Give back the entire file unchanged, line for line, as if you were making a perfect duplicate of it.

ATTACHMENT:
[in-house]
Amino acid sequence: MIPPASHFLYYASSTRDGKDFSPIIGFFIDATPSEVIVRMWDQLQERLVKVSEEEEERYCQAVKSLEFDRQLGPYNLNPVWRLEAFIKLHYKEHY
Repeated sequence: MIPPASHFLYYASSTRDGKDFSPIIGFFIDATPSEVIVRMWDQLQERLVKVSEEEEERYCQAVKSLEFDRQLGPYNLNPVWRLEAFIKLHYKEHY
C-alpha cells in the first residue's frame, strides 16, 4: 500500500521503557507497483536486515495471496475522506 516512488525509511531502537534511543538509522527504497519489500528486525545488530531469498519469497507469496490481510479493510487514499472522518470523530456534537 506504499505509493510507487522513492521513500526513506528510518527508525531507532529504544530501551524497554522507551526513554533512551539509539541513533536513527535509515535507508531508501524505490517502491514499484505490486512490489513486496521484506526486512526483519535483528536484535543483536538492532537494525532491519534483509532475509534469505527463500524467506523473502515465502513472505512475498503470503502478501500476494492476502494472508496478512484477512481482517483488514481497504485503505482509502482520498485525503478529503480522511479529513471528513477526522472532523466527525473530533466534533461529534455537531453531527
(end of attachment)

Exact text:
[in-house]
Amino acid sequence: MIPPASHFLYYASSTRDGKDFSPIIGFFIDATPSEVIVRMWDQLQERLVKVSEEEEERYCQAVKSLEFDRQLGPYNLNPVWRLEAFIKLHYKEHY
Repeated sequence: MIPPASHFLYYASSTRDGKDFSPIIGFFIDATPSEVIVRMWDQLQERLVKVSEEEEERYCQAVKSLEFDRQLGPYNLNPVWRLEAFIKLHYKEHY
C-alpha cells in the first residue's frame, strides 16, 4: 500500500521503557507497483536486515495471496475522506 516512488525509511531502537534511543538509522527504497519489500528486525545488530531469498519469497507469496490481510479493510487514499472522518470523530456534537 506504499505509493510507487522513492521513500526513506528510518527508525531507532529504544530501551524497554522507551526513554533512551539509539541513533536513527535509515535507508531508501524505490517502491514499484505490486512490489513486496521484506526486512526483519535483528536484535543483536538492532537494525532491519534483509532475509534469505527463500524467506523473502515465502513472505512475498503470503502478501500476494492476502494472508496478512484477512481482517483488514481497504485503505482509502482520498485525503478529503480522511479529513471528513477526522472532523466527525473530533466534533461529534455537531453531527